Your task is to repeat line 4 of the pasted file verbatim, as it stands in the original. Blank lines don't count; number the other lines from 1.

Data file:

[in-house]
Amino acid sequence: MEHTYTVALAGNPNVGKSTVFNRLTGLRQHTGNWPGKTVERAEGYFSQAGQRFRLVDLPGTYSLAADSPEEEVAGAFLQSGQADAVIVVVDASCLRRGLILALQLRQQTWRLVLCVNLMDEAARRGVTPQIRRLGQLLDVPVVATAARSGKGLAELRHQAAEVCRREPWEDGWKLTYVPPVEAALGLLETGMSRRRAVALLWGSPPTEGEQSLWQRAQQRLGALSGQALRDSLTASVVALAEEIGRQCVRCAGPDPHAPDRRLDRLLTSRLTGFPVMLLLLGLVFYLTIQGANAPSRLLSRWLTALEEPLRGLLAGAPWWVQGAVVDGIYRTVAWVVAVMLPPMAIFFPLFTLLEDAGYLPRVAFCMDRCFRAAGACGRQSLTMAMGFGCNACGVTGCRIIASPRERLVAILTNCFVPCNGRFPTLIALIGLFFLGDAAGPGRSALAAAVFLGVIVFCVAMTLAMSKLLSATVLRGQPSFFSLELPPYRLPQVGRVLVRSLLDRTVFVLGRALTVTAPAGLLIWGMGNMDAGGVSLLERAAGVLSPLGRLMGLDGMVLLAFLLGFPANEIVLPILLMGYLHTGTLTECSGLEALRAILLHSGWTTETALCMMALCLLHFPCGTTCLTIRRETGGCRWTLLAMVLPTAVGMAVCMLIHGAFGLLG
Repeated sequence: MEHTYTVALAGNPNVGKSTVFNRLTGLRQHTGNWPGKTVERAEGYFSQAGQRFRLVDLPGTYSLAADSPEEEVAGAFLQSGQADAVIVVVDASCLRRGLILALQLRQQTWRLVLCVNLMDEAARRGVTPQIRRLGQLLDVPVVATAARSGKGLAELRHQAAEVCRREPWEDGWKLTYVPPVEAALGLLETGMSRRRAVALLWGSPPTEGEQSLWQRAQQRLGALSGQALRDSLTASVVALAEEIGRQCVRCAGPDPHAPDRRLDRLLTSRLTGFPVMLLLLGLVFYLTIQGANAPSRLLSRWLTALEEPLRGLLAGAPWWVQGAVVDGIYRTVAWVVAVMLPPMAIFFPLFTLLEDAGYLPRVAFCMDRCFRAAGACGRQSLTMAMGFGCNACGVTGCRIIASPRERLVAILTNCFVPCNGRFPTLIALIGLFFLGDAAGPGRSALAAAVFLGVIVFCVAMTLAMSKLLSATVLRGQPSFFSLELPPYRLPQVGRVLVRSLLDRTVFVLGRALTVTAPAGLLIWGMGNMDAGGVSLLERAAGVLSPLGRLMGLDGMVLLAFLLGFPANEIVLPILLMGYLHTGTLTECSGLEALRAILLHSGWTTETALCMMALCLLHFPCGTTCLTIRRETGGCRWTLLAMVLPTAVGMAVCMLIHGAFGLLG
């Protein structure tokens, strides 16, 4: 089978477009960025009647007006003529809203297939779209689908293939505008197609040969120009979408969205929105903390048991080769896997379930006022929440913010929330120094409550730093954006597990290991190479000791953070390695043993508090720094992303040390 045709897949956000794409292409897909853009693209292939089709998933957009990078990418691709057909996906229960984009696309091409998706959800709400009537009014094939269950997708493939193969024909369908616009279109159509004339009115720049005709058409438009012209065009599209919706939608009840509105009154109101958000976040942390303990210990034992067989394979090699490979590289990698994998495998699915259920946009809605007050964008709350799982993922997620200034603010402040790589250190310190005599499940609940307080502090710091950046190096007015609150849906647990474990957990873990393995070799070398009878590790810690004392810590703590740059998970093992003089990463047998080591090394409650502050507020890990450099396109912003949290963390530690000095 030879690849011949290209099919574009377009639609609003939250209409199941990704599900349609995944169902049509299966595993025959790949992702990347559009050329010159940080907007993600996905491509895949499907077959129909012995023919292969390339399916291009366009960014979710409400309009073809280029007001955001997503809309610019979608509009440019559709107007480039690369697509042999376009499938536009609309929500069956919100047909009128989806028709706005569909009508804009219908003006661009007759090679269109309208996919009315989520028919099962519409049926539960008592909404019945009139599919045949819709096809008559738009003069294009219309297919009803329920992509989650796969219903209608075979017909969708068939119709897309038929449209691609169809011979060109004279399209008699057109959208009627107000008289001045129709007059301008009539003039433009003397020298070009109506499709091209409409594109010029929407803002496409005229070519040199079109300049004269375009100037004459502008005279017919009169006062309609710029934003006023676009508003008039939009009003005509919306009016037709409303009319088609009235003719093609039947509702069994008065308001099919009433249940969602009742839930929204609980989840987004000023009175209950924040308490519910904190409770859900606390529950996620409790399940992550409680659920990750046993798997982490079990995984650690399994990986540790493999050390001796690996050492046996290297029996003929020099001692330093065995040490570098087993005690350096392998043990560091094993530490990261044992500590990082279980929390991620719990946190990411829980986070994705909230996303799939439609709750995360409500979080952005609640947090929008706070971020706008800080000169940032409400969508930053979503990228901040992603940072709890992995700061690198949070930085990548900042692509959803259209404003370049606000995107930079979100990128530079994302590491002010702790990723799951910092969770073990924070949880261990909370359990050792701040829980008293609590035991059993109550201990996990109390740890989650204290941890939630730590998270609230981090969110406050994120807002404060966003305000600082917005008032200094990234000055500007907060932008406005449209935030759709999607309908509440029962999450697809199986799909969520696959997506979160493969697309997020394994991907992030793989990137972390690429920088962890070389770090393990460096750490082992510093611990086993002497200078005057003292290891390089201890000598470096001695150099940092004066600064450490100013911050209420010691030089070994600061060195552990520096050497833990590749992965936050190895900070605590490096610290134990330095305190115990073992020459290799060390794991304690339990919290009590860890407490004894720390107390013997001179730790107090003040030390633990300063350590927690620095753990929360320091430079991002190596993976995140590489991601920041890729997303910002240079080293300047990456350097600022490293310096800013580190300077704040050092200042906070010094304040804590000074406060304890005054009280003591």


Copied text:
């Protein structure tokens, strides 16, 4: 089978477009960025009647007006003529809203297939779209689908293939505008197609040969120009979408969205929105903390048991080769896997379930006022929440913010929330120094409550730093954006597990290991190479000791953070390695043993508090720094992303040390 045709897949956000794409292409897909853009693209292939089709998933957009990078990418691709057909996906229960984009696309091409998706959800709400009537009014094939269950997708493939193969024909369908616009279109159509004339009115720049005709058409438009012209065009599209919706939608009840509105009154109101958000976040942390303990210990034992067989394979090699490979590289990698994998495998699915259920946009809605007050964008709350799982993922997620200034603010402040790589250190310190005599499940609940307080502090710091950046190096007015609150849906647990474990957990873990393995070799070398009878590790810690004392810590703590740059998970093992003089990463047998080591090394409650502050507020890990450099396109912003949290963390530690000095 030879690849011949290209099919574009377009639609609003939250209409199941990704599900349609995944169902049509299966595993025959790949992702990347559009050329010159940080907007993600996905491509895949499907077959129909012995023919292969390339399916291009366009960014979710409400309009073809280029007001955001997503809309610019979608509009440019559709107007480039690369697509042999376009499938536009609309929500069956919100047909009128989806028709706005569909009508804009219908003006661009007759090679269109309208996919009315989520028919099962519409049926539960008592909404019945009139599919045949819709096809008559738009003069294009219309297919009803329920992509989650796969219903209608075979017909969708068939119709897309038929449209691609169809011979060109004279399209008699057109959208009627107000008289001045129709007059301008009539003039433009003397020298070009109506499709091209409409594109010029929407803002496409005229070519040199079109300049004269375009100037004459502008005279017919009169006062309609710029934003006023676009508003008039939009009003005509919306009016037709409303009319088609009235003719093609039947509702069994008065308001099919009433249940969602009742839930929204609980989840987004000023009175209950924040308490519910904190409770859900606390529950996620409790399940992550409680659920990750046993798997982490079990995984650690399994990986540790493999050390001796690996050492046996290297029996003929020099001692330093065995040490570098087993005690350096392998043990560091094993530490990261044992500590990082279980929390991620719990946190990411829980986070994705909230996303799939439609709750995360409500979080952005609640947090929008706070971020706008800080000169940032409400969508930053979503990228901040992603940072709890992995700061690198949070930085990548900042692509959803259209404003370049606000995107930079979100990128530079994302590491002010702790990723799951910092969770073990924070949880261990909370359990050792701040829980008293609590035991059993109550201990996990109390740890989650204290941890939630730590998270609230981090969110406050994120807002404060966003305000600082917005008032200094990234000055500007907060932008406005449209935030759709999607309908509440029962999450697809199986799909969520696959997506979160493969697309997020394994991907992030793989990137972390690429920088962890070389770090393990460096750490082992510093611990086993002497200078005057003292290891390089201890000598470096001695150099940092004066600064450490100013911050209420010691030089070994600061060195552990520096050497833990590749992965936050190895900070605590490096610290134990330095305190115990073992020459290799060390794991304690339990919290009590860890407490004894720390107390013997001179730790107090003040030390633990300063350590927690620095753990929360320091430079991002190596993976995140590489991601920041890729997303910002240079080293300047990456350097600022490293310096800013580190300077704040050092200042906070010094304040804590000074406060304890005054009280003591």